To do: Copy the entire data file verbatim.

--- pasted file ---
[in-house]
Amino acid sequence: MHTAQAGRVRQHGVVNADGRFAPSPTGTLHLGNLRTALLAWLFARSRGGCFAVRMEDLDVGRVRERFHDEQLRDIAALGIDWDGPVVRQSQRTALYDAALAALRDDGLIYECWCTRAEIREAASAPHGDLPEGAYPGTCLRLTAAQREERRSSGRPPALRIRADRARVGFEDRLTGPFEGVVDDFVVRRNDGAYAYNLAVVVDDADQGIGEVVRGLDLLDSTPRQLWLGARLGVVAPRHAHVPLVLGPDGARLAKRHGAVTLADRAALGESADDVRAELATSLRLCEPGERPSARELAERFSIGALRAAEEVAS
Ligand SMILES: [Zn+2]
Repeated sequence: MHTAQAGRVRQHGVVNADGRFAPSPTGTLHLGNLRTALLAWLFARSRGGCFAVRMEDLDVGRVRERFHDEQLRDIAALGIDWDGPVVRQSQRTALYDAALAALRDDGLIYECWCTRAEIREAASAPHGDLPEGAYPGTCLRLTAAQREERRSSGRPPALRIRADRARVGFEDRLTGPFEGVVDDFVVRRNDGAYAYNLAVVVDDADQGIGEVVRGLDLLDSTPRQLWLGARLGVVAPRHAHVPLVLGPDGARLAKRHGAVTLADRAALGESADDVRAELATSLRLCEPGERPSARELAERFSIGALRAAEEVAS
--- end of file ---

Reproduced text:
[in-house]
Amino acid sequence: MHTAQAGRVRQHGVVNADGRFAPSPTGTLHLGNLRTALLAWLFARSRGGCFAVRMEDLDVGRVRERFHDEQLRDIAALGIDWDGPVVRQSQRTALYDAALAALRDDGLIYECWCTRAEIREAASAPHGDLPEGAYPGTCLRLTAAQREERRSSGRPPALRIRADRARVGFEDRLTGPFEGVVDDFVVRRNDGAYAYNLAVVVDDADQGIGEVVRGLDLLDSTPRQLWLGARLGVVAPRHAHVPLVLGPDGARLAKRHGAVTLADRAALGESADDVRAELATSLRLCEPGERPSARELAERFSIGALRAAEEVAS
Ligand SMILES: [Zn+2]
Repeated sequence: MHTAQAGRVRQHGVVNADGRFAPSPTGTLHLGNLRTALLAWLFARSRGGCFAVRMEDLDVGRVRERFHDEQLRDIAALGIDWDGPVVRQSQRTALYDAALAALRDDGLIYECWCTRAEIREAASAPHGDLPEGAYPGTCLRLTAAQREERRSSGRPPALRIRADRARVGFEDRLTGPFEGVVDDFVVRRNDGAYAYNLAVVVDDADQGIGEVVRGLDLLDSTPRQLWLGARLGVVAPRHAHVPLVLGPDGARLAKRHGAVTLADRAALGESADDVRAELATSLRLCEPGERPSARELAERFSIGALRAAEEVAS